We were just getting used to whizzing through the red lights and to the oncoming trucks bearing down on us when we ground to a halt.
Our driver had missed his chance in the game of motorised 'Russian Roulette' that is driving in Delhi.
A flash of colour caught my eye as were over taken on the inside by a couple on a scooter. The bright blue and gold sari of the girl who rode side saddle on the pillion fluttered in the slipstream and she clung on tight to the driver, resting her head on his back.
For a moment I noticed the long lashes of her closed eyes and the look of bliss on her face, then they weaved in and out of the traffic and were gone.
They like us were on their way to the Mela. Close by the Great Fort of Tughlabad,
which was built in 1321 to guard against Mogul invasion, we pulled off the main road and overtook a truck garlanded in golden tinsel and garnished with tassels. We had left the boundaries of Delhi to follow the winding country road to the Craft Mela at Suajkund.
There’s a Mela held there every year during the first two weeks in February.
The event is spread over some twenty-three acres of undulating ground and at it you find crafts on sale
from all over India. It’s very popular with the locals and you get the chance to mingle and chat with them.
As we entered through the Welcome Gate of Punjab (there’s a different one built each year,
according to which is the Theme State) we were over taken by a marching band.
To be accurate they didn’t so much 'march' as jump and skip.
My camera started to click and as I moved into the colourful Mela .Entertainers mixed with the
crowd, a man on stilts strode by while a fellow lying on the ground covered with a large
black sheet began to levitate about four feet into the air.
Was it magic or did I hear compressed air?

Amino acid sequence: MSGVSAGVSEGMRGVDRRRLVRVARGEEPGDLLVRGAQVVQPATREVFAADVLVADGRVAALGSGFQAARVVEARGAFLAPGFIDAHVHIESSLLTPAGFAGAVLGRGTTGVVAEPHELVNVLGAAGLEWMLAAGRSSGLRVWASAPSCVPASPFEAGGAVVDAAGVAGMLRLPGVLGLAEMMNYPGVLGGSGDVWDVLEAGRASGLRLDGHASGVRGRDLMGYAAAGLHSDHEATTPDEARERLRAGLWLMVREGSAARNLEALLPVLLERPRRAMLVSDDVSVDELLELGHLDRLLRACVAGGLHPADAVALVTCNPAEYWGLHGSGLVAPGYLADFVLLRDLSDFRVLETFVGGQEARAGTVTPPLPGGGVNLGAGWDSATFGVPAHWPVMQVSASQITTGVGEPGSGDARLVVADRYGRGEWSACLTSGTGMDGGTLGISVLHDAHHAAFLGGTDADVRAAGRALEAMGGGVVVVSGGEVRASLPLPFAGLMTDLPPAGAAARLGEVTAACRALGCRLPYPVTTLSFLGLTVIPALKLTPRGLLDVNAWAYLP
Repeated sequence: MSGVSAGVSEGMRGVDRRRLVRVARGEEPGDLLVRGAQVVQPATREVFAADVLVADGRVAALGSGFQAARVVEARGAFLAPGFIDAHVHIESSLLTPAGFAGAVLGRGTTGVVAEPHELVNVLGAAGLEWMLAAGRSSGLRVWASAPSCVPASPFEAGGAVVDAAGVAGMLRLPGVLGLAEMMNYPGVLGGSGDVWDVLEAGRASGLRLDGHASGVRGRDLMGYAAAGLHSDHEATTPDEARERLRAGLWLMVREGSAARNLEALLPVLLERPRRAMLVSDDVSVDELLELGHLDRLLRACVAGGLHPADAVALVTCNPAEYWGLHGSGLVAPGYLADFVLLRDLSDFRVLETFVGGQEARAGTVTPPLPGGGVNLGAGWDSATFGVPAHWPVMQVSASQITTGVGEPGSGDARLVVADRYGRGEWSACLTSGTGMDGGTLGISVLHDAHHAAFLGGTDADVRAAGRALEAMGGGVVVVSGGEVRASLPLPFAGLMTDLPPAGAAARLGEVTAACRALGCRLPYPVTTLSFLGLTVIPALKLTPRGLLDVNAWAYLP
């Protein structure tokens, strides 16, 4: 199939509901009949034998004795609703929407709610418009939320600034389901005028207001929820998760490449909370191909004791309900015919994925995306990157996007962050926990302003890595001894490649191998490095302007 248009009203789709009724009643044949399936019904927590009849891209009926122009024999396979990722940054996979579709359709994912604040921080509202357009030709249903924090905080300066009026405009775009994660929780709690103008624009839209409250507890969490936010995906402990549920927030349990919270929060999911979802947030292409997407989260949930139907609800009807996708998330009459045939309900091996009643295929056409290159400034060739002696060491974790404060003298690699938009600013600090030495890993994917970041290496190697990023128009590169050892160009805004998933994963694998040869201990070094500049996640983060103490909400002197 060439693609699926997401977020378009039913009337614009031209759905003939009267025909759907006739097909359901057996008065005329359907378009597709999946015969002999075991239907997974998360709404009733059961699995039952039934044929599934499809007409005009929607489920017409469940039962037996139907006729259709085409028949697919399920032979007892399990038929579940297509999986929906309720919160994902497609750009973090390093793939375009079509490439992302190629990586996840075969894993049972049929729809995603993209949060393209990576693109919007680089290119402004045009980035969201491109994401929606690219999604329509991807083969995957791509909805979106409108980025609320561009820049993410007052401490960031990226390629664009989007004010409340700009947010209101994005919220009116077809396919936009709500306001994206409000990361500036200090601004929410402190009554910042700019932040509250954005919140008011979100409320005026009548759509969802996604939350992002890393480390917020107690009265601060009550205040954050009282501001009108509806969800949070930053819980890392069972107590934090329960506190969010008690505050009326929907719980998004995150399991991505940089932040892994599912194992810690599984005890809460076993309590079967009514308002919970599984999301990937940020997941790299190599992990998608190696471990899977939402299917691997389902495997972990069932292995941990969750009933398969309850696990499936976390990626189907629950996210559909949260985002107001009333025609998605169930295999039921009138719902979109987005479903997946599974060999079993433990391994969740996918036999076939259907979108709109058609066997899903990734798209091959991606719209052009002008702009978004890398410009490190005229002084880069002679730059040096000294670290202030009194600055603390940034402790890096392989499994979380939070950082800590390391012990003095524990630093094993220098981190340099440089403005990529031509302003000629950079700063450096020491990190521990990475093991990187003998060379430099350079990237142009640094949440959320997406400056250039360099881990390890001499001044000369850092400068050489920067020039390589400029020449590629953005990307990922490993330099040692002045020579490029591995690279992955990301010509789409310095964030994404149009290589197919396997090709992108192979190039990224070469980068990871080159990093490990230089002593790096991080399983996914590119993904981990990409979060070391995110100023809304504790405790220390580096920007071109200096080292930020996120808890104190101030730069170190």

Close by the centre show ring a band of drums and trumpets played as girls in black saris
danced and the sun glinted on the gold that adorned their faces.
There were some three hundred crafts persons and performers from all over the country
and with the prices being reasonable it seemed a good place to buy the presents to take home.
There was a bewildering choice, we were surrounded by bedcovers, paintings, tie & dye silks, shoes,
and glittering brass items.
As you ponder over purchases you suddenly realise how relaxing it is to
be able to shop without out pressure or hassle and in that respect it could well be one of the most
successful days of your holiday in India.
In the end I settled for a pair of slippers with toes that curled up
at the point, they looked like the kind of things that you’d wear to fly a magic carpet,
unfortunately there was no room in my baggage for the carpet.
The display ground was divided by a small meandering stream and across it, beyond a a stand
full of colourful brollies I watched as police woman showed her colleague the intricate markings
on her newly decorated hand, it seemed a touch more exotic than face painting for the kids.
If you are coming to India it’s certainly worth finding out about events like this and fitting
them into your itinerary. Should you, for instance, be planning to visit Agra to see the Taj Mahal it’s worth knowing that there is a procession and a festival of music and folk-dance held during the last two weeks in February.